The title was the first thing that stood out about this book; ‘Satan’s Mistress’ sat in the nautical theme shop amongst the books of naval history and behind the case of barometers. Odd title to have in a nautical gift shop; odder too that on closer inspection it was published by the shop itself, odder still, the portrait on the front cover has holes where the eyes are so bright red backing behind can shine through, giving her evil eyes, and oddest of all, the blurb contains a prediction for the end of the world... to have taken place seven years ago.
The eyes! The eyes!
Satan’s Mistress is, in theory, a historical biography of a religious fanatic named Joanna Southcott active at the end of the eighteenth century. I knew a little about her - that she believed that she had borne that son of God, that she had predicted his future return, that there were still believers who owned a house somewhere in the English countryside awaiting his return. This book is not written by one of her believers, this book is written by someone who believes that Joanna was seduced by the devil and her acts and her prophecies, though real, were gained by diabolic means. Not a completely ordinary historical biography then, but one so fitting to it’s subject and so provoking when it comes to the idea of biography itself.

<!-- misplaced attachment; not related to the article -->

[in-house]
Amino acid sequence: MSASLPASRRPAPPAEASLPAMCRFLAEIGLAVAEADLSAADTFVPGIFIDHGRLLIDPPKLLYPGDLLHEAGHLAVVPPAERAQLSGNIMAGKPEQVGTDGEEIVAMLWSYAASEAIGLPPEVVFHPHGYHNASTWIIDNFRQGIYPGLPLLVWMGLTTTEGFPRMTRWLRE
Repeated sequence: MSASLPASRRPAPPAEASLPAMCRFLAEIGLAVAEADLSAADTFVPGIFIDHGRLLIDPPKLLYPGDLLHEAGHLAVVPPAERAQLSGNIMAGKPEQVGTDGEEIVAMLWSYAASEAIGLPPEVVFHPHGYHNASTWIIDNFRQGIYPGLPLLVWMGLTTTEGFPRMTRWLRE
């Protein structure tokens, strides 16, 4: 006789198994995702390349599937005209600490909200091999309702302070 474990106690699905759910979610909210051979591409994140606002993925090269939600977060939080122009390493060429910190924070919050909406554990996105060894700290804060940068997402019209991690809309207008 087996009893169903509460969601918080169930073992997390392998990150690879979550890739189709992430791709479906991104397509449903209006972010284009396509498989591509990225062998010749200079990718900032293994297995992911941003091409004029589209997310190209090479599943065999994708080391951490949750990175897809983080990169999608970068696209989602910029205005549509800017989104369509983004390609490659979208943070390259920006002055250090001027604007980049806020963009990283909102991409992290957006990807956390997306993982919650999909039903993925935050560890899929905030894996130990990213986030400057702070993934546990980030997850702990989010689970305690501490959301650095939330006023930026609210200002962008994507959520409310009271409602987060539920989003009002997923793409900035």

But before all that, diabolic pacts aside, what do we learn about Joanna Southcott? She was a country girl born in 1750 of reasonable but not stupendous means and a basic education. She was attractive and devout, with a fervent desire to be of use to God, but a certain vanity also. Her vanity is evidenced in a number of well documented examples of courtship, where she played a number of men around on a string until they became fed up of her or married someone more pliable. It was at a young age, the author suggests, that Joanna was first contacted by demons, who prayed on her vanity and her true and ardent desire to play a part in God’s kingdom. She grew into a typical spinster, good with traditional lotions and cures, and she wrote doggerel poetry when she got stressed.
One of her publications.